Longview Packhouse

April 2009

An apple packhouse is rebuilt with fully integrated sorting and packing

This is a phoenix story about a packhouse which was burnt to the ground in 2005, and built from scratch with really high-tech gear including cameras and a stacking robot

Michael Caccioppoli’s father Frank has been orcharding for 30 years on this Longland’s Road site. His father was orcharding just up the road for 20 years before that, and his father, Michael’s great granddad Vicenzo started on the corner of Longland’s Road in the late 1800s. Vicenzo emigrated from Italy.

Before the fire a growers trust owned the coolstores; now the new company combines the packhouse and coolstores into one, and father and son Frank and Michael Caccioppoli, who are NZ born Italians, own 31-32% shareholding in the company. About 50% of the shareholding is made up of growers and there are about 40 shareholders. Now Michael is the site manager, running the shed during the day while Frank, who has a manager on his 29ha of orchards around the packhouse, runs the shed during the evening shift. Wayne has been working in the apple industry since 1982, and has been the general manager here since 2007.

Longview is a mid sized packhouse which exports its own fruit, and it’s a family business which has been corporatized with shareholders. Frank Caccioppoli has been involved in horticulture all his life cropping and growing apples and has a great reputation for packing fruit, winning the Reytemer Shield one year for packing. His orchards surround the shed, and he lives right next door. Michael, his son is around 33, and has an agribusiness degree from Massey with a focus on international trade. He really enjoys the processing side and says: “You wouldn’t catch me out in the orchard for more than a week.”

After the 2005 fire, the packhouse was rebuilt and started again in the 2006 season. It has a six lane pre-sizer, rapid packers and single lane graders. It has a fully integrated Compac computer blemish grading system which uses infrared and colour cameras to take 35 photos of each apple. About 90% of the fruit are graded by the computer cameras, which increases the accuracy of the job. If there are run changes it only takes one skilled person to organize that instead of telling 40 people. This new technology also makes sure packouts are very close to optimal, and Wayne says he gets a good box of fruit to sell. The computer system cost around $1.5million. He says its probably no faster than a conventional shed, but just uses less labour. Longview is the first packhouse to have this fully integrated system.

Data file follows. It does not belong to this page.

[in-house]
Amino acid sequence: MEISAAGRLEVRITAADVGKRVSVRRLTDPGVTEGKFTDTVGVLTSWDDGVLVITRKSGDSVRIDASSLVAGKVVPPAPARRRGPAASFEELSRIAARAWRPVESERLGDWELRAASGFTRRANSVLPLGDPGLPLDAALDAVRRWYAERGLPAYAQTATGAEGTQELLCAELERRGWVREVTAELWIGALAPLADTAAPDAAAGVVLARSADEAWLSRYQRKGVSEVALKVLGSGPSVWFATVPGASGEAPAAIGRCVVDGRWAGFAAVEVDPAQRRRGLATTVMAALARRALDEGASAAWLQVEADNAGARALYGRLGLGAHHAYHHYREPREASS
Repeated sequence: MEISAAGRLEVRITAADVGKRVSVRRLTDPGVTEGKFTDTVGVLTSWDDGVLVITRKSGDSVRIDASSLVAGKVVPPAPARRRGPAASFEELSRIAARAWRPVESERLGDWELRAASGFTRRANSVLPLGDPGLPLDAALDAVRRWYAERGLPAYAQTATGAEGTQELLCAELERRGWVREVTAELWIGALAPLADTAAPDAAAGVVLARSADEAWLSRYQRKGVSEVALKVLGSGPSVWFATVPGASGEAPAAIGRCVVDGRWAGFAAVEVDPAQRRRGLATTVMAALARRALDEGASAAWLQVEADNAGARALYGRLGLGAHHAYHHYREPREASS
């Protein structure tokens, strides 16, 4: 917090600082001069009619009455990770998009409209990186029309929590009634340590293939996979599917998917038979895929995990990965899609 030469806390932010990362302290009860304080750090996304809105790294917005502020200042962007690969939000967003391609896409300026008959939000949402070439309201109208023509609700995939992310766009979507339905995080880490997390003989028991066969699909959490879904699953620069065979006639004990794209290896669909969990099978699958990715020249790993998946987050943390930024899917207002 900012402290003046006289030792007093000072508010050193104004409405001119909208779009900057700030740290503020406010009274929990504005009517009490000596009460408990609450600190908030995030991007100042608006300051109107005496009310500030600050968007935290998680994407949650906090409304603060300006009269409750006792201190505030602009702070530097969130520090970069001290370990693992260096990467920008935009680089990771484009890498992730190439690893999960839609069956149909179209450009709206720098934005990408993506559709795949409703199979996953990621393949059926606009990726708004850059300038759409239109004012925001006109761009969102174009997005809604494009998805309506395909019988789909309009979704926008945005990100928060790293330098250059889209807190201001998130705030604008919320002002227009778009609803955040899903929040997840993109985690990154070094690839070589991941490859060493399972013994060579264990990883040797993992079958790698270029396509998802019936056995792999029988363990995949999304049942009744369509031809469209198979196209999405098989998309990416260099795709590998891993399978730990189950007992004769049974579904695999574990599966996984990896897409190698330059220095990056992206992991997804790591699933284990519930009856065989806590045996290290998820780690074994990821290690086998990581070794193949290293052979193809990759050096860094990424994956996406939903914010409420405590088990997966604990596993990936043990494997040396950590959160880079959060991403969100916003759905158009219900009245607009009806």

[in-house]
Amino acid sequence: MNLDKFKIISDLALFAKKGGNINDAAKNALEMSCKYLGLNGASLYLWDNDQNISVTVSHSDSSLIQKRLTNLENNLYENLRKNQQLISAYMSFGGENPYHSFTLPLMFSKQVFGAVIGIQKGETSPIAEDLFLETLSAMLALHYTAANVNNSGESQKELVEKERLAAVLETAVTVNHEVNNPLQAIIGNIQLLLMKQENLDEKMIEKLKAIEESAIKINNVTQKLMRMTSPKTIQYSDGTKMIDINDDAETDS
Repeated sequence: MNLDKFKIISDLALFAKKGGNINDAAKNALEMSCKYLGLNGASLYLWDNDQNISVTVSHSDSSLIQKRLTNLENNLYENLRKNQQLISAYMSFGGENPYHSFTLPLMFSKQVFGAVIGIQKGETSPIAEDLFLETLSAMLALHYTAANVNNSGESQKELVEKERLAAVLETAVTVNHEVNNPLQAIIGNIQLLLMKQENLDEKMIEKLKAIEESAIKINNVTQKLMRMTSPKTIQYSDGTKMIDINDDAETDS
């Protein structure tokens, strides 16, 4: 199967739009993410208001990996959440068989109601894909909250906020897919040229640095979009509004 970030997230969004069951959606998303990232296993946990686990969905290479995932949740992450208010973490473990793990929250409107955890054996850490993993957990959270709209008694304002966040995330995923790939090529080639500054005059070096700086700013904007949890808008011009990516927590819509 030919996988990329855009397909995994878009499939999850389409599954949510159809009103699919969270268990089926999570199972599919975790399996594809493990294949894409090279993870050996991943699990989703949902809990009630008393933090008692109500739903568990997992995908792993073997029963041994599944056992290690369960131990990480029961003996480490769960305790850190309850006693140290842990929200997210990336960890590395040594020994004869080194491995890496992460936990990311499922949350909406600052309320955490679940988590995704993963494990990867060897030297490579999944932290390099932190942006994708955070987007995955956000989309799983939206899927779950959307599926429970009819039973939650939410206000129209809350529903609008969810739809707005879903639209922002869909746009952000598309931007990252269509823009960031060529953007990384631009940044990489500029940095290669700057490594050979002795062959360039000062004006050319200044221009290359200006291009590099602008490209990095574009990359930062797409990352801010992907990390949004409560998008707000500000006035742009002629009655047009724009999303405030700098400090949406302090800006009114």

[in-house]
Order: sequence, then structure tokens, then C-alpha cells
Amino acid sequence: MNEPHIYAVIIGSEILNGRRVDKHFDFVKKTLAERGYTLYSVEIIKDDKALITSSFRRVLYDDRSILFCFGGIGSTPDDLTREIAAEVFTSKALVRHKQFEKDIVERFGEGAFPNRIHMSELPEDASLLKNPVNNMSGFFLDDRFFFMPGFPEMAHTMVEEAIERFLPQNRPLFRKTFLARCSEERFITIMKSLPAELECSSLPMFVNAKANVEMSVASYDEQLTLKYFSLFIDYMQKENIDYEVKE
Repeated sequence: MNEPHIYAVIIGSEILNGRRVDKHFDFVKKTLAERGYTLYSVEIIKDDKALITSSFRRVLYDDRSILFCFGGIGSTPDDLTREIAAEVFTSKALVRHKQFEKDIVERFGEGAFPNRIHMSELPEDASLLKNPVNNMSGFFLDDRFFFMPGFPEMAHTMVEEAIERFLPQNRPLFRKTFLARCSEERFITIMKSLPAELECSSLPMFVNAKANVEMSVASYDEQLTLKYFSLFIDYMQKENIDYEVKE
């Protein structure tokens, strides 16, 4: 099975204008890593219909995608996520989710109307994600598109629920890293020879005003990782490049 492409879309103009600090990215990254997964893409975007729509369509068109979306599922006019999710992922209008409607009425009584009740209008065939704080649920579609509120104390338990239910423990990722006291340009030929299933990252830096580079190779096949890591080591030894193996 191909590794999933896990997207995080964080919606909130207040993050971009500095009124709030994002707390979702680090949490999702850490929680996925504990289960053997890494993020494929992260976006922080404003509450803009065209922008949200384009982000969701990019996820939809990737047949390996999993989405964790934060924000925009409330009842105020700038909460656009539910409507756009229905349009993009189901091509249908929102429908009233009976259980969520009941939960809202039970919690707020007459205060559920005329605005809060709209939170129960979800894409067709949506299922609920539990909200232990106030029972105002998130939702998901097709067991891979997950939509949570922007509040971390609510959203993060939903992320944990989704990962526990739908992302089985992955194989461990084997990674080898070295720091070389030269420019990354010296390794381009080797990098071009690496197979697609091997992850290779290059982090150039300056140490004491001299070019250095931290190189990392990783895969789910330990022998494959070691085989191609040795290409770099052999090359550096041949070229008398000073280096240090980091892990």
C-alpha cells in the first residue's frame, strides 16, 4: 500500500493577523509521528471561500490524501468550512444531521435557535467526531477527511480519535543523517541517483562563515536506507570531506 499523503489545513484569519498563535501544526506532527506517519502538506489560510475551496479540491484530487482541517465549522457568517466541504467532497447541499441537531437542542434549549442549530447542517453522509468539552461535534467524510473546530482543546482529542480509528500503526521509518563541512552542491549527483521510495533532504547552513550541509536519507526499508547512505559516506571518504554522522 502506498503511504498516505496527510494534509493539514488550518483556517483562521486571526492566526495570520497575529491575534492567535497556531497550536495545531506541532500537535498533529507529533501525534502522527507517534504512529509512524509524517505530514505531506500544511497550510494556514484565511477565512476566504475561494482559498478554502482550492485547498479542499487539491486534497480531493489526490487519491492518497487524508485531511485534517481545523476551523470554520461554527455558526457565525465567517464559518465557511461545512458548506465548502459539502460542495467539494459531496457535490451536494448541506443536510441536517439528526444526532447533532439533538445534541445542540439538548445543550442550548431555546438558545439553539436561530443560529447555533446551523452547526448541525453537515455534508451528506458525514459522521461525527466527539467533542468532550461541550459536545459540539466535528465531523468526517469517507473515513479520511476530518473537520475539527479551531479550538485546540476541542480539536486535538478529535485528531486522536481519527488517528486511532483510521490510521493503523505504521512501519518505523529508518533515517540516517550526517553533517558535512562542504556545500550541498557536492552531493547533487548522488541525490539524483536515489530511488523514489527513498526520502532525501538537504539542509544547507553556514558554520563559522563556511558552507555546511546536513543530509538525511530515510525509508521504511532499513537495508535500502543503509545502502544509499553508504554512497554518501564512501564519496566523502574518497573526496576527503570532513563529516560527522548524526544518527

The packhouse also has a robot stacker for stacking pallets, which Wayne describes as mesmerising. It has moving arms and stacks 90% of the fruit, working through smokos. It cost about a million dollars, and replaced 10 to 15 people. It was built by JMP Engineering in Auckland. “We are the only people in NZ stacking apples with a robot.”

The new packhouse is a good working environment for staff: Wayne says the new technology minimizes labour, and takes out a lot of the difficult and boring jobs like stacking pallets. Instead of 40 people grading, only five people are needed now.

The company employs 200 staff during the season, with nine permanent staff. There are 65 people working per shift, with two shifts, the first from 7-5pm and the second from 5.30-11.30pm. They employ a lot of backpackers.

“It’s a good working shed, staff like working here. We attract a high caliber of staff, and a lot of people come back to work here. It’s quite a happy shed.”

This year all the staff wear name-tags, which makes it a lot easier for everyone. “We get down to that detail.” There’s a cook in the canteen to keep everyone fed.

The packing season runs for five months and they also contract pack as well for one other customer as well as packing their own brand.

Fruit is exported to the UK, the Continent including Germany and France, both the east and west coasts of the USA, and many countries through Asia from Taiwan to India. The only exceptions are Australia and Japan.

And, this season is going very well, the fruit is good quality, and it’s been a good season so far. About 750,000 cartons of fruit are packed from 43,000 bins.

Michael says the industry has had hard times, coming off a peak production of 21m cartons, down to 14.5m cartons. Last year there were 15m cartons produced, and the projections for this season are around 17.4million.

“Our biggest challenge as a processing group is getting supply. We need to grow our supply in the next five years.”